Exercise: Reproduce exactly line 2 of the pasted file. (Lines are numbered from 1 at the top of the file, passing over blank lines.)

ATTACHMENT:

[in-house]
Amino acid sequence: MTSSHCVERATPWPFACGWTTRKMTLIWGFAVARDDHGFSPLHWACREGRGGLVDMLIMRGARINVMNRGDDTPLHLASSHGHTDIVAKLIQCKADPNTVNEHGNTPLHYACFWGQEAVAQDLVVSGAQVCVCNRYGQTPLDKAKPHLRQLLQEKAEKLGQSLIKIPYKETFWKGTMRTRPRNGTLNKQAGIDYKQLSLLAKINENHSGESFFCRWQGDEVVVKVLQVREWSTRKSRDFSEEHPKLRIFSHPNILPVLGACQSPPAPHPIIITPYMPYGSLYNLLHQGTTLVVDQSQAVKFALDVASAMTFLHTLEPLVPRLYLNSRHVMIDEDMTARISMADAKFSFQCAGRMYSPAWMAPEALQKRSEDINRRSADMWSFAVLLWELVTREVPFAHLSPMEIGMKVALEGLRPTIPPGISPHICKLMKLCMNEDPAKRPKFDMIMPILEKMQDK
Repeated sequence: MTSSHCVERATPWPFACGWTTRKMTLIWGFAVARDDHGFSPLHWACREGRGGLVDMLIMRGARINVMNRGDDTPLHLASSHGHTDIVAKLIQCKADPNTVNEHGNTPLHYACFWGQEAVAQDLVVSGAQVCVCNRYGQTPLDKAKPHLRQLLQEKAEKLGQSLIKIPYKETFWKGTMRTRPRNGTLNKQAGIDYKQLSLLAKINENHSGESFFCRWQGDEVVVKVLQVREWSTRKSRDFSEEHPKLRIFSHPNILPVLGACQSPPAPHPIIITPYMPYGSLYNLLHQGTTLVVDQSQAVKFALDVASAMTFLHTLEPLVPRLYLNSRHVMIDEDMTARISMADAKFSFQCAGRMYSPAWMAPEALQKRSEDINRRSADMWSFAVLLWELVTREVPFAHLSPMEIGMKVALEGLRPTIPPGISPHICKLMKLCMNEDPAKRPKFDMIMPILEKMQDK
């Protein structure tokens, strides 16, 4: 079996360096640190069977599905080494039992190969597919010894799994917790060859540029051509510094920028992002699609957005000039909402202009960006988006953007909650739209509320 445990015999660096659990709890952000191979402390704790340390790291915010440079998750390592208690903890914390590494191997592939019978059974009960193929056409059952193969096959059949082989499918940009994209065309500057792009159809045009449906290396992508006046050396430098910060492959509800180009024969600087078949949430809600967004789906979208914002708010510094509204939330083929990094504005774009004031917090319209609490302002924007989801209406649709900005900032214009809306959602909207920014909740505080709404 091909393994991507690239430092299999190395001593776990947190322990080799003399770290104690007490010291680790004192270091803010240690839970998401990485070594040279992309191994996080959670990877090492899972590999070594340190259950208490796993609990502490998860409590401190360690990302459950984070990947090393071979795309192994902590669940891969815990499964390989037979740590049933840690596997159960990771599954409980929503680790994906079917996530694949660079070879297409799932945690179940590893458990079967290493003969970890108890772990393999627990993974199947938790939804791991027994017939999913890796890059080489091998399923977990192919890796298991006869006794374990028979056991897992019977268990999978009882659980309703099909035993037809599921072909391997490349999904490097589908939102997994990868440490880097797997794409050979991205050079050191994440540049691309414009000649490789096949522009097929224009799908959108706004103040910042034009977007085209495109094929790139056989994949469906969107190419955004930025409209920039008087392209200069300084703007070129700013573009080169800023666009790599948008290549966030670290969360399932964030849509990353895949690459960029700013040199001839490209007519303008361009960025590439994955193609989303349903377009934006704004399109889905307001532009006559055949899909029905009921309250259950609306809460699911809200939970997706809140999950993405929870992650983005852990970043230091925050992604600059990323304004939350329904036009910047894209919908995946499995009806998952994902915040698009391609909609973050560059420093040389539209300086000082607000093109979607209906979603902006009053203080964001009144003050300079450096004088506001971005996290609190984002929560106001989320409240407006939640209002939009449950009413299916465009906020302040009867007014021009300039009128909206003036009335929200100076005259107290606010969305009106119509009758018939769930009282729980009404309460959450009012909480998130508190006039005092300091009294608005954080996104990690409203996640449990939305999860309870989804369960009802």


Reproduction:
Amino acid sequence: MTSSHCVERATPWPFACGWTTRKMTLIWGFAVARDDHGFSPLHWACREGRGGLVDMLIMRGARINVMNRGDDTPLHLASSHGHTDIVAKLIQCKADPNTVNEHGNTPLHYACFWGQEAVAQDLVVSGAQVCVCNRYGQTPLDKAKPHLRQLLQEKAEKLGQSLIKIPYKETFWKGTMRTRPRNGTLNKQAGIDYKQLSLLAKINENHSGESFFCRWQGDEVVVKVLQVREWSTRKSRDFSEEHPKLRIFSHPNILPVLGACQSPPAPHPIIITPYMPYGSLYNLLHQGTTLVVDQSQAVKFALDVASAMTFLHTLEPLVPRLYLNSRHVMIDEDMTARISMADAKFSFQCAGRMYSPAWMAPEALQKRSEDINRRSADMWSFAVLLWELVTREVPFAHLSPMEIGMKVALEGLRPTIPPGISPHICKLMKLCMNEDPAKRPKFDMIMPILEKMQDK